Rightpet

Collie (Rough)

Overall satisfaction

5/5

Acquired: Breeder (professional)

Gender: Male

Training: I’ve taught bird care / training techniques

Quick to learn and train

5/5

Emotionally stable

3/5

Family oriented

5/5

Child safety

5/5

Safe with small pets

5/5

Doesn’t bark a lot

2/5

Health

1/5

Easy to groom

2/5

Great watch dog

3/5

Great guard dog

3/5

My Childhood Collie

By

United States

Posted May 22, 2014

Growing up, I was lucky to have a collie. Laddie was a wonderful dog and fit in great with our large family. He went sled riding with us as kids chasing after our sled as we went down a hill. He followed us when we went bike riding.

He was mainly my dog. I would feed him and worked with him teaching him tricks. He never was taken to formal obedience training but would listen to you when you told him to do something. I spent many a day whispering secrets to this wonderful dog. His only down fall was that he despised a neighbor’s poodle and after breaking their storm door and going after their dog, my parents gave him back to his breeder.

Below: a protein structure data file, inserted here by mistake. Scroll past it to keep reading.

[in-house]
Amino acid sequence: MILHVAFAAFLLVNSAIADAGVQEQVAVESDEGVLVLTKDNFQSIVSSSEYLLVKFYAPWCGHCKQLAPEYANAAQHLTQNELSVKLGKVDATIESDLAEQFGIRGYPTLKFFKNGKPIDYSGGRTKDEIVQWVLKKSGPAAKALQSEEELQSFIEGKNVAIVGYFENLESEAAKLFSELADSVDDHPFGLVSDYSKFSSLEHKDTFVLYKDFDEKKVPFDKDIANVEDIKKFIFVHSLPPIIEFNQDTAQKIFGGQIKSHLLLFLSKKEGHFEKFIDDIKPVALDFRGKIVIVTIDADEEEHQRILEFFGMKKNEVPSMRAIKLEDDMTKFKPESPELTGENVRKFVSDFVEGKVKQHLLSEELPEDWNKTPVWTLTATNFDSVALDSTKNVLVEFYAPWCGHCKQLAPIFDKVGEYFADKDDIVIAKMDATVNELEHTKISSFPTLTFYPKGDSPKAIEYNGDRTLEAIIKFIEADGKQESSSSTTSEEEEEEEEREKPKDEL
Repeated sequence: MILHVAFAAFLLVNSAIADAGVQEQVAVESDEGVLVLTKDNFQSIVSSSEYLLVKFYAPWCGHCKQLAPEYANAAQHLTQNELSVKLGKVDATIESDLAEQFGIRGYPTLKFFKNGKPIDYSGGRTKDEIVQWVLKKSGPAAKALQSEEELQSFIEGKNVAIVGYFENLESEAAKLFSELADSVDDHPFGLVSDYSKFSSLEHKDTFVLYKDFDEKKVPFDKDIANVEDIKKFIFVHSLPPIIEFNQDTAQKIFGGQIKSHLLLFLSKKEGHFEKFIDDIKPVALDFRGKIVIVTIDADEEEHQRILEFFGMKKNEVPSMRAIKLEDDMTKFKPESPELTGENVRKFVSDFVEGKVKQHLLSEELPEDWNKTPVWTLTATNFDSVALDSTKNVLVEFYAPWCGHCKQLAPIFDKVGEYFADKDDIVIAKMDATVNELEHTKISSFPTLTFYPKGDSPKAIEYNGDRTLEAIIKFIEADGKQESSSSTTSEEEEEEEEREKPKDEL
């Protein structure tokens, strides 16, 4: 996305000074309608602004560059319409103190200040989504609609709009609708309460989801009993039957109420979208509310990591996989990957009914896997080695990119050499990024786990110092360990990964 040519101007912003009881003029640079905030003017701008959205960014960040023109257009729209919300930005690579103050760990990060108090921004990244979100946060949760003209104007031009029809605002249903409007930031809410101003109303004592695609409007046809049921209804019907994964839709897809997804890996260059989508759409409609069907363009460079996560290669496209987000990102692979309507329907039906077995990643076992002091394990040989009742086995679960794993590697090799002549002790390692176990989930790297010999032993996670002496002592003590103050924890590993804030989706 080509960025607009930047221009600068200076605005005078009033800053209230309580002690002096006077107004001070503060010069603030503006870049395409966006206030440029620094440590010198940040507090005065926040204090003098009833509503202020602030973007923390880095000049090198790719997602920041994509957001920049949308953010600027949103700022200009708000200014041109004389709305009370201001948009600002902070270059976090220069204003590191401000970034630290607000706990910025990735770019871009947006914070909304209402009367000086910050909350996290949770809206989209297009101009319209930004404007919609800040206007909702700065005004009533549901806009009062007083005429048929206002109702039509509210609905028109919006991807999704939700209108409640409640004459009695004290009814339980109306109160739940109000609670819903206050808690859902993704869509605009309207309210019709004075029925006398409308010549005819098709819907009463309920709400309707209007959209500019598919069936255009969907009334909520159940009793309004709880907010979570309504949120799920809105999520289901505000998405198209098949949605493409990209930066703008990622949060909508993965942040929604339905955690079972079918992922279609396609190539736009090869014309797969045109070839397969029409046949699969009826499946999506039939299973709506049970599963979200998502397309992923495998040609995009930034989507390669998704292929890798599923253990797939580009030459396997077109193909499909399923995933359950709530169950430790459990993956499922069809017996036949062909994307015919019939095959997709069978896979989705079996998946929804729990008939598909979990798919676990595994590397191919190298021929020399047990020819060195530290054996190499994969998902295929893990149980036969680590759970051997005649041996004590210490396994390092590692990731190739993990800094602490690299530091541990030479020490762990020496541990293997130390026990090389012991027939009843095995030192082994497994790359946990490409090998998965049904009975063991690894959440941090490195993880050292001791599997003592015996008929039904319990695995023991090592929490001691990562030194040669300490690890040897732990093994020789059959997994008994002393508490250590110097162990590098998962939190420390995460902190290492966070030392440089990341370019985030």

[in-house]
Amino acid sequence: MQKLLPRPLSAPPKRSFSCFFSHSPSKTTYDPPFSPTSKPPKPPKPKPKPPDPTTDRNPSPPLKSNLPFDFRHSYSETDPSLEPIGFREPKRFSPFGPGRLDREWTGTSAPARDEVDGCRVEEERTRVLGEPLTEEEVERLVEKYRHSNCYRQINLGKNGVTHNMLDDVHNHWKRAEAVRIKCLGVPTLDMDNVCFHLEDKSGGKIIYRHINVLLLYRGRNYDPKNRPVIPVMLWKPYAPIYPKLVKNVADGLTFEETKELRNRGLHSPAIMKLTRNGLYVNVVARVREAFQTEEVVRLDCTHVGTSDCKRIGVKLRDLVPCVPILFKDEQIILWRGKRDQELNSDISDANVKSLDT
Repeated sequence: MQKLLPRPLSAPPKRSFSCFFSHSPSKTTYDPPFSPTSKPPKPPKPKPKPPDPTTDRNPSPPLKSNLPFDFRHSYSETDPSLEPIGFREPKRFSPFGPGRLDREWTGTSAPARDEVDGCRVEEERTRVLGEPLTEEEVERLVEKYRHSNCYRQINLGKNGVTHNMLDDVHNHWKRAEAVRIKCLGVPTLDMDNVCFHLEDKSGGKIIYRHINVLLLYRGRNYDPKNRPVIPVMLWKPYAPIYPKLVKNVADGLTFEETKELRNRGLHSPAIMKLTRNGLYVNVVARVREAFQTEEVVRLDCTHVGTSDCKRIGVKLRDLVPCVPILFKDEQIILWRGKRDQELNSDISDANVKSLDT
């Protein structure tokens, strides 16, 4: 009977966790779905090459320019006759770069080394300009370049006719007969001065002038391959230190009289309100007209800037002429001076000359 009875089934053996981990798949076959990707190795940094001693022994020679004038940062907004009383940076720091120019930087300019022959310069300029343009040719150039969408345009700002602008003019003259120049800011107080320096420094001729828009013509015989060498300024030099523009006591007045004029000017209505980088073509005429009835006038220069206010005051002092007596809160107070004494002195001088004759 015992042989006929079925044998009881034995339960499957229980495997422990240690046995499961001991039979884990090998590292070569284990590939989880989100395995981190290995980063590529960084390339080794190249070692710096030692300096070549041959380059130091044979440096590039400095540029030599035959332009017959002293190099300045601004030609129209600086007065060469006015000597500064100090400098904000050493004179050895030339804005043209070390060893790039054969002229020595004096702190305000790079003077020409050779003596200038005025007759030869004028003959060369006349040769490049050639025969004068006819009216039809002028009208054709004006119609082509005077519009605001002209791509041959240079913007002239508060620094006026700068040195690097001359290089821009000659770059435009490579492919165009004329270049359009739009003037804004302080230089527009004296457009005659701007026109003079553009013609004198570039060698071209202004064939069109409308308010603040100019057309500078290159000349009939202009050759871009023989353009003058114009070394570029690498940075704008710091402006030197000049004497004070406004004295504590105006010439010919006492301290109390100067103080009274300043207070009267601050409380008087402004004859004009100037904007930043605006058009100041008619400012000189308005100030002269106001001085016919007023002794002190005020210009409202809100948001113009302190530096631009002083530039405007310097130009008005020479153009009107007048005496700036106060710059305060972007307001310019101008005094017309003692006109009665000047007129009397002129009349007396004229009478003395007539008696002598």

There are two types of coats. One is called the rough coat and is the longer hair most people associate with the collie breed. The smooth coat, which is a shorter coat, is the other type.

Common health issues in this breed are eye problems such as cataracts, Progressive retinal atrophy, and Collie eye anomaly. They have a tendency to have skin problems. They are also prone to bloat.
Collies are great with kids and make wonderful family pets. They do need lots of exercise as they are a herding breed and were bred to herd sheep, cattle, etc.
As with any breed, I strongly recommend purchasing one from a responsible breeder, who does health clearances. I also recommend early socialization and obedience training.

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